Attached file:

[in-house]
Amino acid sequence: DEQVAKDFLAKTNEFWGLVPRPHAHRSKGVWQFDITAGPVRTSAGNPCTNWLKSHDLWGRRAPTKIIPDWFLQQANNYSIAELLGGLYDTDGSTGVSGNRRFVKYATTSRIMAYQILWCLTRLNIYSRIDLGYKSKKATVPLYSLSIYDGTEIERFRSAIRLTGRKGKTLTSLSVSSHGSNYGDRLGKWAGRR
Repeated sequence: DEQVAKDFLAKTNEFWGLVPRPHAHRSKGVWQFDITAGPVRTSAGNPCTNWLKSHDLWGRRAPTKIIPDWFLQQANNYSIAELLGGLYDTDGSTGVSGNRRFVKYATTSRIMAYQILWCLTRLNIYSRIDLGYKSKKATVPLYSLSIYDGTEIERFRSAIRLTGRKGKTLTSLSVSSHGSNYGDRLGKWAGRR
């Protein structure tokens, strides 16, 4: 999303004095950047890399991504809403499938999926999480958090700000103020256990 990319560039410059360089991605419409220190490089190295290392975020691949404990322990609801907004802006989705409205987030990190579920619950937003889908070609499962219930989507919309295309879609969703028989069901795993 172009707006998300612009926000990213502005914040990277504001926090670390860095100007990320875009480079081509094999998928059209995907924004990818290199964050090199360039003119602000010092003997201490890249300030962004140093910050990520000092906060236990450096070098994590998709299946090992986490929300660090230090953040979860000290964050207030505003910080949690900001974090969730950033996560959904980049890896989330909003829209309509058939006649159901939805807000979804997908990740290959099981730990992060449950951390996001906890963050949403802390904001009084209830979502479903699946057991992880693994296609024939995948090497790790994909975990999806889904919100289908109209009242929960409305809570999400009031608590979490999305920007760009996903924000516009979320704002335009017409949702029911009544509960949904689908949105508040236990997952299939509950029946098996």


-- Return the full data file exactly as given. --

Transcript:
[in-house]
Amino acid sequence: DEQVAKDFLAKTNEFWGLVPRPHAHRSKGVWQFDITAGPVRTSAGNPCTNWLKSHDLWGRRAPTKIIPDWFLQQANNYSIAELLGGLYDTDGSTGVSGNRRFVKYATTSRIMAYQILWCLTRLNIYSRIDLGYKSKKATVPLYSLSIYDGTEIERFRSAIRLTGRKGKTLTSLSVSSHGSNYGDRLGKWAGRR
Repeated sequence: DEQVAKDFLAKTNEFWGLVPRPHAHRSKGVWQFDITAGPVRTSAGNPCTNWLKSHDLWGRRAPTKIIPDWFLQQANNYSIAELLGGLYDTDGSTGVSGNRRFVKYATTSRIMAYQILWCLTRLNIYSRIDLGYKSKKATVPLYSLSIYDGTEIERFRSAIRLTGRKGKTLTSLSVSSHGSNYGDRLGKWAGRR
């Protein structure tokens, strides 16, 4: 999303004095950047890399991504809403499938999926999480958090700000103020256990 990319560039410059360089991605419409220190490089190295290392975020691949404990322990609801907004802006989705409205987030990190579920619950937003889908070609499962219930989507919309295309879609969703028989069901795993 172009707006998300612009926000990213502005914040990277504001926090670390860095100007990320875009480079081509094999998928059209995907924004990818290199964050090199360039003119602000010092003997201490890249300030962004140093910050990520000092906060236990450096070098994590998709299946090992986490929300660090230090953040979860000290964050207030505003910080949690900001974090969730950033996560959904980049890896989330909003829209309509058939006649159901939805807000979804997908990740290959099981730990992060449950951390996001906890963050949403802390904001009084209830979502479903699946057991992880693994296609024939995948090497790790994909975990999806889904919100289908109209009242929960409305809570999400009031608590979490999305920007760009996903924000516009979320704002335009017409949702029911009544509960949904689908949105508040236990997952299939509950029946098996």